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Egan Bernal’s Uncertain Tour de France Future

By Siegfried Mortkowitz

Between 2012 and 2019, Ineos Grenadiers and their previous version, Team Sky, won 8 of 9 Tour de France GCs, an unprecedented series of yellow jersey victories. They had the best team, the best strategy and the best leaders. The team’s last Ineos rider to win the Tour was Egan Bernal.

Bernal was a phenomenon. He was the first South American cyclist to win the Tour and, at 22 years and 196 days of age, the second youngest since 1909. It was easy to believe that Ineos’ Tour winning streak would continue for several more years with Bernal in the saddle. But he dropped out of the 2020 Tour because of a back injury, was plagued by injuries the next year and in 2022, he rode into the back of a stationary bus at high speed during a training run and was so badly injured that doctors feared he would die or end up paralyzed. His return to racing later in the year was considered something of a miracle.

Bernal’s aim has always remained winning the Tour again, and his team has backed him without reservation. However, a crash in the first stage of the 2023 Vuelta a San Juan, in his native Colombia, forced him to pull out of the race several stages later with an injured knee, and he has been sidelined ever since, casting doubt on his participation in the Tour this year.

Now Ineos has announced that Bernal will return to racing in Europe at the end of March and could be at the start of the Tour on July 1. “Egan will be back in Europe pretty soon and so, hopefully, he’ll be racing at the end of the month,” team manager Rod Ellingworth said. “Egan’s eager to race but often with these guys, you’ve got to hold him back.” If Bernal does make it to the Tour, what role will he have, considering the fact that he will have lost nearly two months of competitive racing?

When Ineos spoke publicly in January about its possible strategy for the Tour, the team’s sports director, Steve Cummings, said that Ineos could have three leaders in the Tour, Bernal, Carlos Rodriguez and Dani Martinez. “It’ll be Dani, potentially Egan, and Carlos [as the leaders] in the Tour,” Cummings said, adding that this strategy was not carved in stone. “The season’s long, lots of things can happen, [and] January’s too early to be so specific about it, but that’s our current plan. In May, we will have a much clearer idea of the specifics, how we’ll approach it, and how many riders we’ll protect.”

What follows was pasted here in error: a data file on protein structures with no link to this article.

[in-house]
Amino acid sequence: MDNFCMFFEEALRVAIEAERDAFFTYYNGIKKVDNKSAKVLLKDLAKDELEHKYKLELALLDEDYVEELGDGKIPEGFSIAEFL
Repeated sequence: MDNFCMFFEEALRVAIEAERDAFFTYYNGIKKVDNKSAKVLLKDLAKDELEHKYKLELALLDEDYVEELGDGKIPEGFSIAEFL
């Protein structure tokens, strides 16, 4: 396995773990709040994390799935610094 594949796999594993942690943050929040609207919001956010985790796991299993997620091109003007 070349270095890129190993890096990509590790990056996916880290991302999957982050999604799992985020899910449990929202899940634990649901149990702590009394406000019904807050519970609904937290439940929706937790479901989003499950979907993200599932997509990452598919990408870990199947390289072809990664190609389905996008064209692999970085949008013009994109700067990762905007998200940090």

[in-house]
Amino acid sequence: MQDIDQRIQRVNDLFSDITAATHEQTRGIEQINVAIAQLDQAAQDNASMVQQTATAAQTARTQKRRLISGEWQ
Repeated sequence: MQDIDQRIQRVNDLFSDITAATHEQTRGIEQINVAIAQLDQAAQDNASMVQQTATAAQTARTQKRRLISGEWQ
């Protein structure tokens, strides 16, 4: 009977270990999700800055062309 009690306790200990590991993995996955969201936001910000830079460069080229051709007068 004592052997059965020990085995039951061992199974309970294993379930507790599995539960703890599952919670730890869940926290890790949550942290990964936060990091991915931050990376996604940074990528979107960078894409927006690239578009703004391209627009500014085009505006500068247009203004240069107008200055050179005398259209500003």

However, a month later, after Bernal had suffered the knee injury, the strategy changed. “Dani [Martinez] is our main focus for the Tour at the moment,” Ellingworth told Cyclingnews at the Volta ao Algarve, which the 26-year-old Martinez won to take the third stage-race victory of his career, after the Critérium du Dauphiné in 2020 and Itzulia Basque Country last year. “With Egan,” Ellingworth added, “I’m not putting any expectations on him at all. I think that would be unfair. He will have his own expectations because that’s how driven he is. But you can’t say anything about the Tour yet. It’s totally open.”

However, questions must be asked about Bernal’s future as a top cyclist. He has repeatedly declared that he wants to race in the Tour this year and wants to win it again. But has he become too injury-prone to race competitively against the likes of Tadej Pogačar, Jonas Vingegaard and, eventually, Mathieu van der Poel? And will the injuries he suffered in Colombia prevent him from ever reaching his best level again? And, finally, was his 2019 Tour victory a one-off, against riders not on the level with his current rivals? Co-team leader Geraint Thomas finished second to the Colombian in that race, with Jumbo-Visma’s Steven Kruijswijk finishing third.

Until those questions are definitively answered, Bernal continues to receive the full support of his team. “You can’t fault what he has done,” Ellingworth said. “It’s pretty phenomenal where he is. He sends me videos and updates of what he’s doing in training and he couldn’t be doing any more, to be honest. We’re running with him, giving him every opportunity, backing him 100%.”

Every cycling fan should cross their fingers and wish Egan Bernal the best of luck in his comeback. Grand Tour racing in general, and the Tour de France in particular, can only benefit from having another healthy elite rider.